Here’s a prime example of leasing a new car vs owning a CPO model. This applies to most cars, but I’m choosing an extreme example to make some points. Maserati Ghibli 2018 (new) vs 2015 (lease return)
1. They both sound awesome, and have similar underlying parts. Most people won’t be able to tell the difference between the new 2018 and the old 2015. You will get the temporary dealer plates either way. Maintenance would be similar between the two, with a major service in there.
2. 2018 lease: $5999 + 36($699) = $31,163. You pay this amount and don’t have a car after the lease period. You’re out $31,163 overall, and you’re looking for another car to throw money at. If there is “excessive” wear and tear, mileage, scratches, and dents, you owe the difference. The insurance requirements are 15% higher here than the similar looking older one. You could buy it after the lease for $30k if you please, but you’ll be out $30k more if you do that.
3. 2015 owned: You pay $28,950. You own it outright. You need not worry about scratches, dents, or anything else. After 3 years, the car still looks similar to that 2018 model, except you could resell it for $15k. Insurance is lower. This means you’re out $14,000 if you sell it, but at least there is value. You could just keep holding it, given you would have spent $31k in lease payments and have no car. Don’t forget the money saved from not spending on the huge new car depreciation, and from not going into other cars you would have leased or bought following the lease. To sweeten it, you reinvest the $3k difference between leasing and owning. It grows to $5k during the 36 month period. Net cost: 14k-3k = $11,000. Wowza.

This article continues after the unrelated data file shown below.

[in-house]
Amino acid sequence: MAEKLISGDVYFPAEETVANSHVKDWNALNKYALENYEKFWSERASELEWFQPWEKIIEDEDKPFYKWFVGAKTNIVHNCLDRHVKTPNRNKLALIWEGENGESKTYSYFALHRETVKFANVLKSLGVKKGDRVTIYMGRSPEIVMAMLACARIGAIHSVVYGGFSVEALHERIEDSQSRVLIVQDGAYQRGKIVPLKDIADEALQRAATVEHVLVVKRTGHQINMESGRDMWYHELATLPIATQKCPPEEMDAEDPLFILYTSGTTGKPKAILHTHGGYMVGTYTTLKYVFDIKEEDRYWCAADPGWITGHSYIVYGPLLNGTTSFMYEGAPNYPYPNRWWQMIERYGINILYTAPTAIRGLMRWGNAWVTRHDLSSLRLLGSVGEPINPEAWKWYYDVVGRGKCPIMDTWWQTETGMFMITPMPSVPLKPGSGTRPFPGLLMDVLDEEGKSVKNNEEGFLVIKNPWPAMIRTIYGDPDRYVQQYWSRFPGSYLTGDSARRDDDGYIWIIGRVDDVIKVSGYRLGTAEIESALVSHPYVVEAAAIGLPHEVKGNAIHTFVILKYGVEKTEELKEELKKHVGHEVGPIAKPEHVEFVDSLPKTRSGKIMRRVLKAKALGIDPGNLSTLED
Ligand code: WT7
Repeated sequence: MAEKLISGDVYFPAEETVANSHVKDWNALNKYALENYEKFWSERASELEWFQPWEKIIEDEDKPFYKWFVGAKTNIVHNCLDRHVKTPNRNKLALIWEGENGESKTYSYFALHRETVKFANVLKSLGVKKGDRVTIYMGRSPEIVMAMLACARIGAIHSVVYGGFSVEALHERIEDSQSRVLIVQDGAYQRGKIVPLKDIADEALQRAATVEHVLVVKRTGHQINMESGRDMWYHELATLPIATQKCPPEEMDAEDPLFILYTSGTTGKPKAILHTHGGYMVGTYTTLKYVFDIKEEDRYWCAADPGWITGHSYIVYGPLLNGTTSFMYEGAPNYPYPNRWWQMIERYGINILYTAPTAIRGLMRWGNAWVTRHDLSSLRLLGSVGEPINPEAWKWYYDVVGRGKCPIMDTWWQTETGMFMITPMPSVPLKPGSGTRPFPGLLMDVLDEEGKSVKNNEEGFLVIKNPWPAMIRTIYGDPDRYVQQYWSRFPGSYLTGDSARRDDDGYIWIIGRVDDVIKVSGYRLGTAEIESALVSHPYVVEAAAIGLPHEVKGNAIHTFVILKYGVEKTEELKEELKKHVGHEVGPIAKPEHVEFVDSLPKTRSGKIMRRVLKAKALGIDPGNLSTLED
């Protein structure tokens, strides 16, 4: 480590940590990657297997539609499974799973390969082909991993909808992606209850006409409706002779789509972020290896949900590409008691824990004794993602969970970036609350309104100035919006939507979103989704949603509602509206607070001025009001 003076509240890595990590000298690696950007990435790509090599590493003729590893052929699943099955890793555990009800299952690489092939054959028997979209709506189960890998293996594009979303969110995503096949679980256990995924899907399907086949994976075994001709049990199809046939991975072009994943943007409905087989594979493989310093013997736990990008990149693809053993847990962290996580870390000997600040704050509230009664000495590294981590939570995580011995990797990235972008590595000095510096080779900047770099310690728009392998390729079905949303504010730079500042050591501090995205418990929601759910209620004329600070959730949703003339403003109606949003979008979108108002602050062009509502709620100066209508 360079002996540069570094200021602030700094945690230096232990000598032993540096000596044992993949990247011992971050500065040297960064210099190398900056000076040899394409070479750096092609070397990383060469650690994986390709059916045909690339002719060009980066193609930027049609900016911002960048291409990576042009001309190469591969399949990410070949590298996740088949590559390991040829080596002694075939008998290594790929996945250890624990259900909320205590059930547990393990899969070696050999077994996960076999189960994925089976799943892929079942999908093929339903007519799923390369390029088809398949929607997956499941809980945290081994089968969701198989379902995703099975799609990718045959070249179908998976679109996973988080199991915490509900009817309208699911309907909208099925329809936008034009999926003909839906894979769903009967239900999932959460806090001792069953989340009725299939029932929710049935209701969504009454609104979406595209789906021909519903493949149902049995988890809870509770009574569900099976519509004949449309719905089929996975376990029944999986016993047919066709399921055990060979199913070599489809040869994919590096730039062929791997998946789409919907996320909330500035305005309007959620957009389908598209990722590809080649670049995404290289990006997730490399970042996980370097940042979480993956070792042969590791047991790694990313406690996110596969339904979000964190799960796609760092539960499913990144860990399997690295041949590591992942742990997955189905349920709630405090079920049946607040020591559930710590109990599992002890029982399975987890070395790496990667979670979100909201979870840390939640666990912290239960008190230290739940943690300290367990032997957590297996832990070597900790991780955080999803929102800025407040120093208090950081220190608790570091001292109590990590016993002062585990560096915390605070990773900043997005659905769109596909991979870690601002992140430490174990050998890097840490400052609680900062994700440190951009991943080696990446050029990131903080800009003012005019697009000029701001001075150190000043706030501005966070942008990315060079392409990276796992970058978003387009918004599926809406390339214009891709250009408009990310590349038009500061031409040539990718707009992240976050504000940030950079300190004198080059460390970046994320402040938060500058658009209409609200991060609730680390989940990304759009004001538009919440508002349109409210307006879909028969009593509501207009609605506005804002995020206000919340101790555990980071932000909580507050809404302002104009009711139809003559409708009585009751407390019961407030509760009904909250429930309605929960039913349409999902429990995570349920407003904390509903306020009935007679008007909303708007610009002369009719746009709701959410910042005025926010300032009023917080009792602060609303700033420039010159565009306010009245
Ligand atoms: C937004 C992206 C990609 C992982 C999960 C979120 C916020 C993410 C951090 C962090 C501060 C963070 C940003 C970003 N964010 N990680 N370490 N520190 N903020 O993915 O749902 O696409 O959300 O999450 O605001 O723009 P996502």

Once again, this is an extreme example. I’m facing a similar scenario with my CPO Hyundai Genesis. It’s much better to own a much more reliable car, but I do love Maseratis. 🙄
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